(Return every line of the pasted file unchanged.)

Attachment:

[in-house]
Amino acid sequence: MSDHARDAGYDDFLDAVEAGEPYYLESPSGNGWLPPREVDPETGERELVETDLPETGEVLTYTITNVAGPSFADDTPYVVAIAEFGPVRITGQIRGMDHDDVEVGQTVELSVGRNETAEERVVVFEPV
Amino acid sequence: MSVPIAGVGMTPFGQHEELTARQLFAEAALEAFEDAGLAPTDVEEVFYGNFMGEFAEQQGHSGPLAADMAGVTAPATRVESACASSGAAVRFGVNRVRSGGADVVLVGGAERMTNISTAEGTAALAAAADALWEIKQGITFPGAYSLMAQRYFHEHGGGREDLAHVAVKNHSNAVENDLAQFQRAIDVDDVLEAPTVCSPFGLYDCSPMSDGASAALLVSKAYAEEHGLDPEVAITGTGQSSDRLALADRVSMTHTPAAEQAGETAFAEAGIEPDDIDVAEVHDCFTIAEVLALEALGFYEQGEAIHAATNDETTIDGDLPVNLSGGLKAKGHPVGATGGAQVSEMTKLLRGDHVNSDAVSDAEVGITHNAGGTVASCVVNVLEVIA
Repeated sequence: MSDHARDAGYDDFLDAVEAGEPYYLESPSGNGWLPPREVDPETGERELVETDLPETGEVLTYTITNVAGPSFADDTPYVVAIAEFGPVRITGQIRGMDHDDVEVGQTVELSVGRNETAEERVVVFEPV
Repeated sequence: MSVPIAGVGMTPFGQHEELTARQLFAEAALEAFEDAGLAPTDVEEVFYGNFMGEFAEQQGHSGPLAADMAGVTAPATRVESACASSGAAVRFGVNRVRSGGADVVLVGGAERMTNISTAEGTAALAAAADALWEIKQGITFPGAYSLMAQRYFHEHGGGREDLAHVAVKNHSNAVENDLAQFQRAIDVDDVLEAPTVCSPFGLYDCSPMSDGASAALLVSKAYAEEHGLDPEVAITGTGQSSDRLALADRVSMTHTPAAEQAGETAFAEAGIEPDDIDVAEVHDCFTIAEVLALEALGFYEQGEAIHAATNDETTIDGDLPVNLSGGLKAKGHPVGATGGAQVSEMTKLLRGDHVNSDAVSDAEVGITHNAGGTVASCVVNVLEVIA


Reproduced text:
[in-house]
Amino acid sequence: MSDHARDAGYDDFLDAVEAGEPYYLESPSGNGWLPPREVDPETGERELVETDLPETGEVLTYTITNVAGPSFADDTPYVVAIAEFGPVRITGQIRGMDHDDVEVGQTVELSVGRNETAEERVVVFEPV
Amino acid sequence: MSVPIAGVGMTPFGQHEELTARQLFAEAALEAFEDAGLAPTDVEEVFYGNFMGEFAEQQGHSGPLAADMAGVTAPATRVESACASSGAAVRFGVNRVRSGGADVVLVGGAERMTNISTAEGTAALAAAADALWEIKQGITFPGAYSLMAQRYFHEHGGGREDLAHVAVKNHSNAVENDLAQFQRAIDVDDVLEAPTVCSPFGLYDCSPMSDGASAALLVSKAYAEEHGLDPEVAITGTGQSSDRLALADRVSMTHTPAAEQAGETAFAEAGIEPDDIDVAEVHDCFTIAEVLALEALGFYEQGEAIHAATNDETTIDGDLPVNLSGGLKAKGHPVGATGGAQVSEMTKLLRGDHVNSDAVSDAEVGITHNAGGTVASCVVNVLEVIA
Repeated sequence: MSDHARDAGYDDFLDAVEAGEPYYLESPSGNGWLPPREVDPETGERELVETDLPETGEVLTYTITNVAGPSFADDTPYVVAIAEFGPVRITGQIRGMDHDDVEVGQTVELSVGRNETAEERVVVFEPV
Repeated sequence: MSVPIAGVGMTPFGQHEELTARQLFAEAALEAFEDAGLAPTDVEEVFYGNFMGEFAEQQGHSGPLAADMAGVTAPATRVESACASSGAAVRFGVNRVRSGGADVVLVGGAERMTNISTAEGTAALAAAADALWEIKQGITFPGAYSLMAQRYFHEHGGGREDLAHVAVKNHSNAVENDLAQFQRAIDVDDVLEAPTVCSPFGLYDCSPMSDGASAALLVSKAYAEEHGLDPEVAITGTGQSSDRLALADRVSMTHTPAAEQAGETAFAEAGIEPDDIDVAEVHDCFTIAEVLALEALGFYEQGEAIHAATNDETTIDGDLPVNLSGGLKAKGHPVGATGGAQVSEMTKLLRGDHVNSDAVSDAEVGITHNAGGTVASCVVNVLEVIA